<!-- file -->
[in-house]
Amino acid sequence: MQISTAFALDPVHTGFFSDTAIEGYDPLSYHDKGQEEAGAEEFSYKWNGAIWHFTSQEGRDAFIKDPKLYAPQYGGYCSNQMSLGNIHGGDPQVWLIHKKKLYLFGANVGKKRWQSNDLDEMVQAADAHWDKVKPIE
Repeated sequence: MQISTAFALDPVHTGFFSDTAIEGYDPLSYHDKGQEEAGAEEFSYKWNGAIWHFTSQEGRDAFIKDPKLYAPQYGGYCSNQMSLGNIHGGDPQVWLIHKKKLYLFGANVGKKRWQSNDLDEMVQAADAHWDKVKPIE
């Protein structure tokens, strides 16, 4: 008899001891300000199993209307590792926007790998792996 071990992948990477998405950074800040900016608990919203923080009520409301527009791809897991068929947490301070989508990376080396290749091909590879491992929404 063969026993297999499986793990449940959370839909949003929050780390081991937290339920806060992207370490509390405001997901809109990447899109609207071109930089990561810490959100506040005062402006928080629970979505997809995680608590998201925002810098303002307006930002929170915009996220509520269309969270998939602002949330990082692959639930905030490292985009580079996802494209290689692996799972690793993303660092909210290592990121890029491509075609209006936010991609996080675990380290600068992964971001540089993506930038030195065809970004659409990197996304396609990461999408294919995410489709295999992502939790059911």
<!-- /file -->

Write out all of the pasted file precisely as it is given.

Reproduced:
[in-house]
Amino acid sequence: MQISTAFALDPVHTGFFSDTAIEGYDPLSYHDKGQEEAGAEEFSYKWNGAIWHFTSQEGRDAFIKDPKLYAPQYGGYCSNQMSLGNIHGGDPQVWLIHKKKLYLFGANVGKKRWQSNDLDEMVQAADAHWDKVKPIE
Repeated sequence: MQISTAFALDPVHTGFFSDTAIEGYDPLSYHDKGQEEAGAEEFSYKWNGAIWHFTSQEGRDAFIKDPKLYAPQYGGYCSNQMSLGNIHGGDPQVWLIHKKKLYLFGANVGKKRWQSNDLDEMVQAADAHWDKVKPIE
């Protein structure tokens, strides 16, 4: 008899001891300000199993209307590792926007790998792996 071990992948990477998405950074800040900016608990919203923080009520409301527009791809897991068929947490301070989508990376080396290749091909590879491992929404 063969026993297999499986793990449940959370839909949003929050780390081991937290339920806060992207370490509390405001997901809109990447899109609207071109930089990561810490959100506040005062402006928080629970979505997809995680608590998201925002810098303002307006930002929170915009996220509520269309969270998939602002949330990082692959639930905030490292985009580079996802494209290689692996799972690793993303660092909210290592990121890029491509075609209006936010991609996080675990380290600068992964971001540089993506930038030195065809970004659409990197996304396609990461999408294919995410489709295999992502939790059911």